As a pediatric nurse, I know that the impact of injury for children and parents can sometimes go beyond the physical wound and that a full recovery can require more than the excellent medical care we now know how to provide. According to a recent research review in JAMA: Pediatrics by my colleague, Nancy Kassam-Adams, PhD, a substantial body of research shows that posttraumatic stress (PTS) symptoms are common after pediatric injury and that these symptoms can affect a child’s physical and functional recovery. As pediatric health practitioners, we play a crucial role in recognizing and addressing PTS reactions in our injured patients.Here's what you can do.
In a recent study from CIRP@CHOP, we examined the potential impact on the healthcare system associated with increases in the number of young people with health insurance. We found a potential for more than 730,000 additional medically attended injuries annually, or a 6.1 percent increase, if all currently uninsured children and young adults become insured and if these newly insured youth access medical care in ways similar to those who already have insurance.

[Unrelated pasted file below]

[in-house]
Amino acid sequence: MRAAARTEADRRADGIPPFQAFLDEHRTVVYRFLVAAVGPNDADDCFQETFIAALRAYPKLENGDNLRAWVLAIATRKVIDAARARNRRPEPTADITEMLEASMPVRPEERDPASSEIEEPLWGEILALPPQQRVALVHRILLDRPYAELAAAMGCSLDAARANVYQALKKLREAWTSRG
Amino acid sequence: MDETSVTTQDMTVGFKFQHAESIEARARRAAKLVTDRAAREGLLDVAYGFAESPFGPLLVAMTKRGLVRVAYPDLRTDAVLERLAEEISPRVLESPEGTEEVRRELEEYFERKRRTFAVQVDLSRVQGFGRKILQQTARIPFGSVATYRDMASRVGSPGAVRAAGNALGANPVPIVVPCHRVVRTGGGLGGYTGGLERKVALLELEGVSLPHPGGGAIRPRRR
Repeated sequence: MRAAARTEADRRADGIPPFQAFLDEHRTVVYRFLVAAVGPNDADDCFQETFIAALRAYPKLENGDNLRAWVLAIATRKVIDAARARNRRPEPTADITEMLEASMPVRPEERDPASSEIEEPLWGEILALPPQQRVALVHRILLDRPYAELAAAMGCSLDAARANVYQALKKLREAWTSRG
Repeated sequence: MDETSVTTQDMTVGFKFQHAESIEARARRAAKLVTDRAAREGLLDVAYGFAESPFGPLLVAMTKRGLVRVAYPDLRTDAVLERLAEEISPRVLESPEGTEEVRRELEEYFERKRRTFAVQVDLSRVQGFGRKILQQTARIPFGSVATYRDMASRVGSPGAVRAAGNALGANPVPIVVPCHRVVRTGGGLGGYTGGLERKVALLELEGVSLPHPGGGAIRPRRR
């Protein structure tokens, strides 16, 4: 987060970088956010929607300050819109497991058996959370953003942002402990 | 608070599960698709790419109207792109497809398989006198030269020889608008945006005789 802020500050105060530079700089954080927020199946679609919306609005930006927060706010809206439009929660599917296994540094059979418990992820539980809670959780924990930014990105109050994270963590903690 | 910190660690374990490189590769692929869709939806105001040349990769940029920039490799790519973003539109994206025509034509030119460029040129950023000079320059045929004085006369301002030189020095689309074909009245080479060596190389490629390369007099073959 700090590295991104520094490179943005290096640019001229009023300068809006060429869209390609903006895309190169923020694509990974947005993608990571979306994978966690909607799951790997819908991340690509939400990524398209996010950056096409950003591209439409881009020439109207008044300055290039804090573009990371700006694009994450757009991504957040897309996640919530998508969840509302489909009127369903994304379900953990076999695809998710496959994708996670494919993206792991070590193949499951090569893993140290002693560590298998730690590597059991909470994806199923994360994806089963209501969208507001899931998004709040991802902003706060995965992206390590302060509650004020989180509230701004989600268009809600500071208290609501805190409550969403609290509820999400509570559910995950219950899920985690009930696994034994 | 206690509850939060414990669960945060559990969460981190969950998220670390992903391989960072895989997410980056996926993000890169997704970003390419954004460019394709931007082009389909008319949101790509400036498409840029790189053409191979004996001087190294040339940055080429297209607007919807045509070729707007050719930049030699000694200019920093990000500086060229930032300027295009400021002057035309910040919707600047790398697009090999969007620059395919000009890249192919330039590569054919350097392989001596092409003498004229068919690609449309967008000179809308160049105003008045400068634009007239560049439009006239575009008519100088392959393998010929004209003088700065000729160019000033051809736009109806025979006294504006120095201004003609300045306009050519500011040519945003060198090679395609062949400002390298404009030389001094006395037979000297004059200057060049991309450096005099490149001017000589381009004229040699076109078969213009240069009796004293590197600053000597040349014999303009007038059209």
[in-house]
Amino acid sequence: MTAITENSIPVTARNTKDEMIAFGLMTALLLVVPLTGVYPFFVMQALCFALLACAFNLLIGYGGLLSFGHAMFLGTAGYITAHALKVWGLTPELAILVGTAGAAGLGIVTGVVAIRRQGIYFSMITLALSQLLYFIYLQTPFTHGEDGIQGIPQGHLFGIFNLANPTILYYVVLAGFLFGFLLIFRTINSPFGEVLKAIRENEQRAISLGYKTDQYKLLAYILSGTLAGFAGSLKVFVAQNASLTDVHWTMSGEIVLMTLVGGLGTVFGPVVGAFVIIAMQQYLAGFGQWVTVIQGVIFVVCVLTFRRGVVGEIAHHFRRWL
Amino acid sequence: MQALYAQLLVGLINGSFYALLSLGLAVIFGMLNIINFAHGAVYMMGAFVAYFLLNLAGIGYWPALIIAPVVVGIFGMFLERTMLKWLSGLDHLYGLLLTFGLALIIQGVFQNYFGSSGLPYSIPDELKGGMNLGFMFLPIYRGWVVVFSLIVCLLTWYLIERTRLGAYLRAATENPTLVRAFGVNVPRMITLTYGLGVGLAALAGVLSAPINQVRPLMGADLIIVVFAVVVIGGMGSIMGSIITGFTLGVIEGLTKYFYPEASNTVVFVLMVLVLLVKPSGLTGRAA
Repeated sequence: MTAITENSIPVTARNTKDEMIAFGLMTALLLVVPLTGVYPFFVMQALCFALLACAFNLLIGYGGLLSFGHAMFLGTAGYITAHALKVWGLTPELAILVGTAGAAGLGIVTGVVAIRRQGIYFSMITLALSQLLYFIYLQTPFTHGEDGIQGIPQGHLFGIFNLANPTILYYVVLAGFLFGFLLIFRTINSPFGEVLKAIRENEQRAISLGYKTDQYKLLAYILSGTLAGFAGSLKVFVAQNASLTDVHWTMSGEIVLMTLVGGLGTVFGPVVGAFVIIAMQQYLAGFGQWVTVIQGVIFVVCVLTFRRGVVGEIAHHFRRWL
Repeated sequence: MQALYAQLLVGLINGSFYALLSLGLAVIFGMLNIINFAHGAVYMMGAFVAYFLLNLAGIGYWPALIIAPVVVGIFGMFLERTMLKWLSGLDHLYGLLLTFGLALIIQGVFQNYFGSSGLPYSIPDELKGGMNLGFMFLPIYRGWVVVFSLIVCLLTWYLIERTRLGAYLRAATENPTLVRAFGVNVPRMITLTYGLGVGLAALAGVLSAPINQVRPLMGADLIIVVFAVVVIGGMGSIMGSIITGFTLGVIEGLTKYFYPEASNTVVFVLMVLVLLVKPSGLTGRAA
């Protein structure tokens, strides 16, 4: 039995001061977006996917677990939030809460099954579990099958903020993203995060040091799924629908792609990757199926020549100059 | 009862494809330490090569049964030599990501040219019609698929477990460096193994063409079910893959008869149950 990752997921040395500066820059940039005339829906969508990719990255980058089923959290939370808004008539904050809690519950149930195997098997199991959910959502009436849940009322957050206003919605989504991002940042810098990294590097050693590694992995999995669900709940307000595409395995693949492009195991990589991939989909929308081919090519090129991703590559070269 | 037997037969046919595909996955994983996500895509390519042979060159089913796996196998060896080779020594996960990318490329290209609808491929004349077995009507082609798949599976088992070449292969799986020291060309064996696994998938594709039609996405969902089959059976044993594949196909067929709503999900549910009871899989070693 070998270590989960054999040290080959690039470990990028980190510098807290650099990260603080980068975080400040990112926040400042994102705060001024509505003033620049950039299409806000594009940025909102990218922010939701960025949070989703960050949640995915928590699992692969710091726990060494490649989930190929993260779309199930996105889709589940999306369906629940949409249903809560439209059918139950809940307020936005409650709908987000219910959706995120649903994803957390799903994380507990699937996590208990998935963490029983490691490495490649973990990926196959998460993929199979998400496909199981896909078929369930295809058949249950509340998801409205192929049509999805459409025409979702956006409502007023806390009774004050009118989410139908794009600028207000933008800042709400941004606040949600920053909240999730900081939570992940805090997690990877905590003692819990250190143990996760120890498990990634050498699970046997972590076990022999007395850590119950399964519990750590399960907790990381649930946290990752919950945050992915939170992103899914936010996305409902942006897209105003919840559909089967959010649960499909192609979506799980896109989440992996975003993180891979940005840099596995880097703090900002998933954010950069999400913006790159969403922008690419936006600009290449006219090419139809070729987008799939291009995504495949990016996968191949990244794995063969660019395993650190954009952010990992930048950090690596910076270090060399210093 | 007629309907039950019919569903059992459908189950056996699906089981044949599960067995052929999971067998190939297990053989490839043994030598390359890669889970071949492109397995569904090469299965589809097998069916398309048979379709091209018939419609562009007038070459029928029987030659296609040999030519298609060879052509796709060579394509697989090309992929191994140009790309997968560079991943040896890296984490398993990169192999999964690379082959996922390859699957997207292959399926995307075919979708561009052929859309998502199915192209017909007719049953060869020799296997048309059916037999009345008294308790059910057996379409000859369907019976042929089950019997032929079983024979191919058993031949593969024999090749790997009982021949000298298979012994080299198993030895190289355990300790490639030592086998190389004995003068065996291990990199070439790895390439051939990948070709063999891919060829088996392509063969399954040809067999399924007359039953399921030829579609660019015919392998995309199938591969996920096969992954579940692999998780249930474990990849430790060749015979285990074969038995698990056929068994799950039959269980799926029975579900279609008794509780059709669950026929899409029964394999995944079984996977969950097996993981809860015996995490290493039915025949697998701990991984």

The three-year old boy had a low grade fever and runny nose. Mom was sleeping in the corner of the room when I came in and barely awakened when I knocked on the door. Our conversation was short and to the point as I went through my routine “it’s a virus, tincture of time” talk. Leaving the room, the mom asked me for a taxi voucher. She did not want to call Freddie’s father for a ride back. With one more question, easily skipped, I learned that she and the child’s father had been fighting about their son’s cough keeping him awake. Freddie’s father had kicked them out of the house to find a doctor to “fix him or I will fix him, and you.” Turns out that Freddie and his mom were living in a house of fear and uncertainty. We see kids like Freddie each day. Sometimes we can sense that something is off but are afraid to ask that next question. Oftentimes, we cannot see the problem until we ask the right questions. Emergency medical providers may not feel that learning about these issues is their role. The first part of addressing a “chronic illness” is recognizing it. The next time you get “that feeling” see what a few straightforward, respectful questions can reveal.